Tuesday, February 16, 2010

BC Civil Liberties Assoc. on Hot Seat over taking Orders from Olympic Protester

Questions are being raised about the neutrality of the BC Civil Liberties Association and its director David Eby in the wake of Saturday's violent protest by anti-Olympics anarchists in downtown Vancouver.

Eby told CKNW that the BCCLA had not sent "Legal Observers" to the event. He said the organizers of the protest had asked the BCCLA not to send Legal Observers because they were concerned that they had been infiltrated by the police and that any photos they took could be used against them (an indication that they planned to break the law.)

A CTV reporter who had attended the protest, contradicted Eby. Lisa (I didn't get her surname) told CKNW that she had seen Legal Observers there. I too saw them in photos that a blog photographer had taken at the protest. In fact, as the photographer showed me photos and asked me to help decide which to post and which to delete, I pointed out a couple of Legal Observers in their trademark orange t-shirts in one of the photos. I have since asked the photographer about that photo but it was deleted along with most of the others not selected for posting.

When the CTV reporter contradicted Eby, CKNW gave him an opportunity to respond. In a voice that was a tad stuttering, Eby said that after the violence began, "we received instructions" to send Legal Observers. But by the time the Legal Observers arrived, he explained, the violence was over and they got no photos of the violence or of the arrests.

A woman identified as Lauren Gill interviewed on a video shot by Independent Media at the protest, appeared to contradict Eby's claim that Legal Observers arrived after the violence and arrests were over. In the video posted on Youtube, Gill stood on the street in the midst of violence and criticized police aggressively arresting protesters. "They won't talk to our Legal Observers", she said.

The blog photographer recalls speaking to two female Legal Observers on Georgia St. around Nicola or possibly a short time before they got to Nicola, after the window of a bank on Seymour St and a bank window on Howe St. had been broken but well before the protest ended on Robson St. The blog photographer told the Legal Observers that one of the protesters had hit somebody with a hammer, "Well, these things happen," said a Legal Observer who said she was a law student. "No, these things don't just happen," the blog photographer told her. To hit someone with hammer involves lifting it.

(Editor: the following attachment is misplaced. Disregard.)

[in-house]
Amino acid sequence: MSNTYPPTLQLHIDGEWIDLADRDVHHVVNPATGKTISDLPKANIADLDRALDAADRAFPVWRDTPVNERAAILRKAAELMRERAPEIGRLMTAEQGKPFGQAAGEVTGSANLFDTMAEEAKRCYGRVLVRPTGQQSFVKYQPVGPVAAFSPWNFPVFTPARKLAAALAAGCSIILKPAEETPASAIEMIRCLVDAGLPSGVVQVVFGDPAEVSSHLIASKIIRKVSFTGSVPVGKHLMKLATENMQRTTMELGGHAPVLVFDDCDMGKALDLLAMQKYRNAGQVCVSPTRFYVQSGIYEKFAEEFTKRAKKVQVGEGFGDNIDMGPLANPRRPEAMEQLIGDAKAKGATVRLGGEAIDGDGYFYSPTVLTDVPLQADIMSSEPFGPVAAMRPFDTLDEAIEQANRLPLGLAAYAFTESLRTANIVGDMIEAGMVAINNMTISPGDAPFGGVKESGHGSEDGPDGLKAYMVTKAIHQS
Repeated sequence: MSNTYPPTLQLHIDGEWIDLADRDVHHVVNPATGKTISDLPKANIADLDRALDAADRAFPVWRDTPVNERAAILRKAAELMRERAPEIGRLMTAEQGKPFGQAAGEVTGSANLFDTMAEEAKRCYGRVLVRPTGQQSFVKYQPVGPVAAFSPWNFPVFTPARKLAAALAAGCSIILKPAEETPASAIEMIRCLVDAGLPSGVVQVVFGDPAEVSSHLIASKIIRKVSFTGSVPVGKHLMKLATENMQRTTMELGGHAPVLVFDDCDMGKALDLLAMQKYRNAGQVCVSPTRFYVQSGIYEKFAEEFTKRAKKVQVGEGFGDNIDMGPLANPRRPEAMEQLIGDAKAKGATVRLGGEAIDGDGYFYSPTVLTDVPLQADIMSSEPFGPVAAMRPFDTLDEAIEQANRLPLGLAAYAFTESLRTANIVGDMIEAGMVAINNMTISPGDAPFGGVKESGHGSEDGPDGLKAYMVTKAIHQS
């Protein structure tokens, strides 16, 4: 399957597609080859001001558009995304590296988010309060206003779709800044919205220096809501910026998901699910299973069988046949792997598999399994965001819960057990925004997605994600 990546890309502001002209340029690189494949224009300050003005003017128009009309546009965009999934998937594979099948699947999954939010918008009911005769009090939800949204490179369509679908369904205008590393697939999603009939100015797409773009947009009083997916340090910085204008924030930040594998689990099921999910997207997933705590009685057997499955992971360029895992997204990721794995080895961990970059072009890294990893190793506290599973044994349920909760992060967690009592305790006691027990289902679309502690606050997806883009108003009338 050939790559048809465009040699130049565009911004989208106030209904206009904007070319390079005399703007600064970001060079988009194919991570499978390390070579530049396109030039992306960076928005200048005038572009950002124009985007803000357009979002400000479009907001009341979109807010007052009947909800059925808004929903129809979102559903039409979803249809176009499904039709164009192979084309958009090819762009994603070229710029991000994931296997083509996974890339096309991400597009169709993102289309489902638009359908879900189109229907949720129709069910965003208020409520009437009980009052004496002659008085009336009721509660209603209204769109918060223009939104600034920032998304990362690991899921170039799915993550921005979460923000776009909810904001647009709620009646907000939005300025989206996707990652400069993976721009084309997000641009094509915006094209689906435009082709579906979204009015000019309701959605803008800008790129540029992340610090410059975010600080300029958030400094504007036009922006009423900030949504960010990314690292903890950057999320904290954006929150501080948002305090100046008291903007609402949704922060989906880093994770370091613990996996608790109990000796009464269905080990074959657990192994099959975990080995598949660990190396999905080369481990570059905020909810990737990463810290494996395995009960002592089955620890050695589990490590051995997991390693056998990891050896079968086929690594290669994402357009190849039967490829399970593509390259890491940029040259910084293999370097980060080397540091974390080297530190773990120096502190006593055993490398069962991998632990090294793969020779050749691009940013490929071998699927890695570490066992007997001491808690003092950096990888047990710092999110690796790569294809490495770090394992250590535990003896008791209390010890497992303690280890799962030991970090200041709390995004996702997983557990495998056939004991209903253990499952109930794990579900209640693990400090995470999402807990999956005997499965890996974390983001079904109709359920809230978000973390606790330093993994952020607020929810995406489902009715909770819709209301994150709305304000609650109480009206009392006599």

Eby's claim that the BCCLA "received instructions" from protesters, raises concerns that the BCCLA is not neutral, that they are taking orders from a group of anarchists known for violence.

The BCCLA, under Eby, has been vigilante in relation to police abuses of power -- I think Eby has been doing an excellent job of attempting to ensure police accountability -- but, it was pointed out on CKNW, the BCCLA doesn't seem as interested in the illegal conduct of protesters. They seem to be taking sides. Is this how the Legal Society funding the BCCLA intends for Eby to act?

Before becoming Director of the BCCLA, Eby was head of Pivot Legal Society, which works to ensure that the civil liberties of the poor are respected on the Downtown Eastside (although they have always appeared to exempt abuses by unionized workers on the Downtown Eastside such as security guards at Carnegie Centre, while advertising for people to come forward with accounts of abuse by private security guards.) These protesters are people they would defend. Eby may not be adequately distinguishing between his old role at Pivot and his new role at the BCCLA.